Just about every review of the film draws a parallel between the popular mood in Israel in the 1990s and the one in the United States today. Variety writes that the film’s portrayal of a divided democracy, in which provocative language from politicians and the media lead to lethal violence, is hardly a relic of history.

“This plot summary sounds as if it could be ripped from recent U.S. headlines,” the magazine said.

Zilberman doesn’t dispute the parallels. Both Netanyahu and President Donald Trump are cut from the same political cloth and “play off the same book and incite their respective bases while frequently pretending that the victim in a given situation is really the criminal,” Zilberman said.

In Israel, the film is known by the punchier title “Yamim Noraim” — literally “Days of Awe,” the collective name for the holidays of Rosh Hashanah and Yom Kippur, a period of self-examination and judgment. “Incitement” was deemed the best motion picture of the year in Israel and became the country’s automatic entrant for the Academy Award for best foreign film, though it didn’t make the cut of the final 10.

Zilberman splits his time between New York and Tel Aviv. He is married to the film producer Tamar Sela and the couple have three children.

“Incitement” was co-written with Ron Leshem and Yair Hizmi. The film opens Jan. 31 in New York City and Feb. 7 in Los Angeles, to be followed by a rollout in other U.S. cities.

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Italian police arrest suspected synagogue vandal caught on video

Thu, 2020-01-16 16:11

(JTA) – Police in the northeast Italian city of Trieste analyzed security videos to identify and arrest a man suspected of vandalizing the city’s synagogue twice in the past few months.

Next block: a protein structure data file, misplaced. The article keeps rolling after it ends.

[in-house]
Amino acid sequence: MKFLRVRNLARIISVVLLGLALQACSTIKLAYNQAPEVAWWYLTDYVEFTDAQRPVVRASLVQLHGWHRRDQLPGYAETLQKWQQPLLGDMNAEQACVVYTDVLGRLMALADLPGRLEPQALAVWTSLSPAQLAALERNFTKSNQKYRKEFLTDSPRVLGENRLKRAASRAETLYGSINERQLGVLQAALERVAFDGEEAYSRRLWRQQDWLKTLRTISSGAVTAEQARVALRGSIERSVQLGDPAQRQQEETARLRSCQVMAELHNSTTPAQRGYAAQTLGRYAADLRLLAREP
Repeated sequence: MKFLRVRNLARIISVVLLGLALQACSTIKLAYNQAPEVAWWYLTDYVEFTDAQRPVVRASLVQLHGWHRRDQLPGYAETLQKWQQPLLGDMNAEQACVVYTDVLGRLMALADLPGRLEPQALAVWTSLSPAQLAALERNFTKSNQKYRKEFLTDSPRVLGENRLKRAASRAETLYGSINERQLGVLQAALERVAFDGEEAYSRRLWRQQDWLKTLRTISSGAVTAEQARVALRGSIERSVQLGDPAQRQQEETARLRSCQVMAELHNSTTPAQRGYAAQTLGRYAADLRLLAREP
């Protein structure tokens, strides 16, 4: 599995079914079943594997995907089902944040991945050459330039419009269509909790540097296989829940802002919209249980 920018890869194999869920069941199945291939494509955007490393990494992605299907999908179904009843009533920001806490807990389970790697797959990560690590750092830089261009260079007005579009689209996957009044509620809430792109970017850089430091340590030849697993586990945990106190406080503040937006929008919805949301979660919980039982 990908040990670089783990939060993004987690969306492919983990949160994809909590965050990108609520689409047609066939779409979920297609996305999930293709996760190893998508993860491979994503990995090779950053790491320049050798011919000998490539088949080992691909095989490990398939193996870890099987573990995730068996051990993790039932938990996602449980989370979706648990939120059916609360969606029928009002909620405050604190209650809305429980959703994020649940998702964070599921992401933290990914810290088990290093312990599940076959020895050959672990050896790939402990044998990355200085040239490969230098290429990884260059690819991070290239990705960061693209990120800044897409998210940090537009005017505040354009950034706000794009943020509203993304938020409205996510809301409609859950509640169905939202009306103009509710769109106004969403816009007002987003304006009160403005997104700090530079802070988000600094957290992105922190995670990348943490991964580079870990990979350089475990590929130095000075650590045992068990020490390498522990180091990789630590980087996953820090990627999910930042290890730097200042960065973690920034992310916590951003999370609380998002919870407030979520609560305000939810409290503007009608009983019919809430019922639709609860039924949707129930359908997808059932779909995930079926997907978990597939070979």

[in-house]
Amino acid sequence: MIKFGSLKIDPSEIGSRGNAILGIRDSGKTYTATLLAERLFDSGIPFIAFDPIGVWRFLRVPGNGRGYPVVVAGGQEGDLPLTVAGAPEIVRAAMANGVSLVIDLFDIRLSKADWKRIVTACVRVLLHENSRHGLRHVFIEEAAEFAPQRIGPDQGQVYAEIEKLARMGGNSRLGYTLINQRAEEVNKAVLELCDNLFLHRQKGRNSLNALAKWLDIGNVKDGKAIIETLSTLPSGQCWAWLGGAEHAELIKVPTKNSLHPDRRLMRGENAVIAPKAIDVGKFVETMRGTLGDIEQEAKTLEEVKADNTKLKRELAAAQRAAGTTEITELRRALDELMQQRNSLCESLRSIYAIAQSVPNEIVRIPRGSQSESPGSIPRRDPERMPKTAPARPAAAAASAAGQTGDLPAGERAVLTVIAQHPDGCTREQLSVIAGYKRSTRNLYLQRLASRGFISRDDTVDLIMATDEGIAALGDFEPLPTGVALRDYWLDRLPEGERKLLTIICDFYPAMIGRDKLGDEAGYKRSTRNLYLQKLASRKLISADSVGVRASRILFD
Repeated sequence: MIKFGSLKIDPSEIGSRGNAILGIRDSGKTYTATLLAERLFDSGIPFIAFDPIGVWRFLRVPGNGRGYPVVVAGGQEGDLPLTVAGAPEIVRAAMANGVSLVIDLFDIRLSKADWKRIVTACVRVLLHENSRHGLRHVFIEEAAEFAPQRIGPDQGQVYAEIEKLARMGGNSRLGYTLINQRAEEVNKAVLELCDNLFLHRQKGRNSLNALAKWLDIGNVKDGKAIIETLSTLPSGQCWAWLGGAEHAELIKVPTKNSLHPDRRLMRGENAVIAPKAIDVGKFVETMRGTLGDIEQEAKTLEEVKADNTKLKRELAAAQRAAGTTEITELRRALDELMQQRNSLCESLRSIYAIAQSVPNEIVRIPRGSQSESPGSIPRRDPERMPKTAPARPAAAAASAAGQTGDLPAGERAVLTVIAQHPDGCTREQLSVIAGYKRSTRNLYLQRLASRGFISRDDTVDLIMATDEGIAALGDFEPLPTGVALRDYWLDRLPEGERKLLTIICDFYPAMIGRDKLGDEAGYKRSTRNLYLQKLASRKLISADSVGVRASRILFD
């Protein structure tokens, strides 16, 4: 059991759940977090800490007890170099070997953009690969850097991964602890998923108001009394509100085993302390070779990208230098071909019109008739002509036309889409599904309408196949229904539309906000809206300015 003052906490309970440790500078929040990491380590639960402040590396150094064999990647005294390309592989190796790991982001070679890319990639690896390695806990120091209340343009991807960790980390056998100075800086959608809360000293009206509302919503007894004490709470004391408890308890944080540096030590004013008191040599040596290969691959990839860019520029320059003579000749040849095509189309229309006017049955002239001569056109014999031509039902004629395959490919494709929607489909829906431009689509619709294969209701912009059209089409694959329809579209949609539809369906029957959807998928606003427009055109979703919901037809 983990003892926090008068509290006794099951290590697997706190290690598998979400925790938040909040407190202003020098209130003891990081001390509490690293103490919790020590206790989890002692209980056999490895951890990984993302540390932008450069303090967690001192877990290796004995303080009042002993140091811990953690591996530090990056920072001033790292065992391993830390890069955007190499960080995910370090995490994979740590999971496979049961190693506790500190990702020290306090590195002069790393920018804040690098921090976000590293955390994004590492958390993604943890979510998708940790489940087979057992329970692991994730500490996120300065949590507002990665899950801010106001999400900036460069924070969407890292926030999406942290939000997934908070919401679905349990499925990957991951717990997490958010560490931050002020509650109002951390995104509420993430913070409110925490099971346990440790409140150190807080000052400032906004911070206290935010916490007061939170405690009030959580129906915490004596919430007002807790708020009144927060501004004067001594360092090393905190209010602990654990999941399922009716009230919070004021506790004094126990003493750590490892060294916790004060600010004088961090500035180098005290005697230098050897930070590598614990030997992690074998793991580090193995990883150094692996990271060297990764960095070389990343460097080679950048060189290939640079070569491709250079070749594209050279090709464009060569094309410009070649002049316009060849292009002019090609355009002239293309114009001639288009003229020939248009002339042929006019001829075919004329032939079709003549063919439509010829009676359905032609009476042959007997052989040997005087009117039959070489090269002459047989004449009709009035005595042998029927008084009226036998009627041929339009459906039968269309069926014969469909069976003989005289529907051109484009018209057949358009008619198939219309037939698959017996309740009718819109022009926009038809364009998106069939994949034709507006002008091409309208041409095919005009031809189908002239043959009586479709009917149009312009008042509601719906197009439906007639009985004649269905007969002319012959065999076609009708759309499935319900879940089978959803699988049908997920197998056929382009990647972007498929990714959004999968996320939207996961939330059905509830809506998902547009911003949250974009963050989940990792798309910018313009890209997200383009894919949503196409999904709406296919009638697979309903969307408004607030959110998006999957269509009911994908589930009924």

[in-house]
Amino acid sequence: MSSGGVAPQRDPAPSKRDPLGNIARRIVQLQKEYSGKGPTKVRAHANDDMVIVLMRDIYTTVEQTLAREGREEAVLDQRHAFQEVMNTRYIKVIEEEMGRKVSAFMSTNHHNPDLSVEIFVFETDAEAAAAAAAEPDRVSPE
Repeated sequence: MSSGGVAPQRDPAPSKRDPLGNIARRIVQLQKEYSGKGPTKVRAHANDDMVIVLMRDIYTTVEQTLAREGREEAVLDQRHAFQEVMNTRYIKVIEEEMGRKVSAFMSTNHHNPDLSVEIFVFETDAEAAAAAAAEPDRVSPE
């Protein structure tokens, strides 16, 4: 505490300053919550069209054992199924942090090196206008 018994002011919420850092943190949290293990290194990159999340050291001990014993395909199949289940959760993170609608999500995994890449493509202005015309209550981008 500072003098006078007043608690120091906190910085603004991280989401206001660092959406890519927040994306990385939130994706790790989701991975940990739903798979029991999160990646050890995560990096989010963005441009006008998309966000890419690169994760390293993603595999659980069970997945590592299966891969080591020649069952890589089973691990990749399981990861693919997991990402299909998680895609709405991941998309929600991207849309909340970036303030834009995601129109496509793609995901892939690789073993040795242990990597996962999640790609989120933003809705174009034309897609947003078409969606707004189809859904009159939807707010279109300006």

The suspect was accused of breaking two windows “for the purposes of ethnic-religious hatred,” police said.

A statement issued this week said careful analysis of the video enabled police to identify the suspect, an unemployed Italian man around 30 years old who was already “known to the police.”They said he punched out exterior windows at the synagogue on Oct. 24, 2019, and Jan. 3.

Trieste Police posted security videos on its Facebook page showing the man walking back and forth in front of the synagogue and jumping up on its wall. He also turns to the camera, makes the sign of the cross and mimics shooting a pistol.

The police announcement said the man, whose name was not released, confessed to the vandalism, saying it had a “mystical-religious meaning.” Local media reported that when police detained the man, he shouted anti-Semitic invective at them, including “I would kill all Jews — If you were Jews and we were at war, I would kill you both.”

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Why intersectionality fails the Jews

Thu, 2020-01-16 16:02

NEW YORK (JTA) — Thirty years ago, Kimberlé Crenshaw coined the term intersectionality as a way to help explain the oppression of African-American women. The theory of how different forms of discrimination interact is a useful tool to recognize the way privilege and oppression overlap. It can serve to challenge notions about oppressions and hierarchies, class struggles and racial divides.

But the recent spate of anti-Semitism in New York compels us to ask if it also has its demons.

Identifying Jews as white in the context of American history is not only a perversion of the Jewish past but a denial of its peoplehood. In American politics, white implies one who is a beneficiary of the past 500 years of European exploration and exploitation. It is identified with control, dominance and exclusivity — hardly accurate characteristics of Jewish history.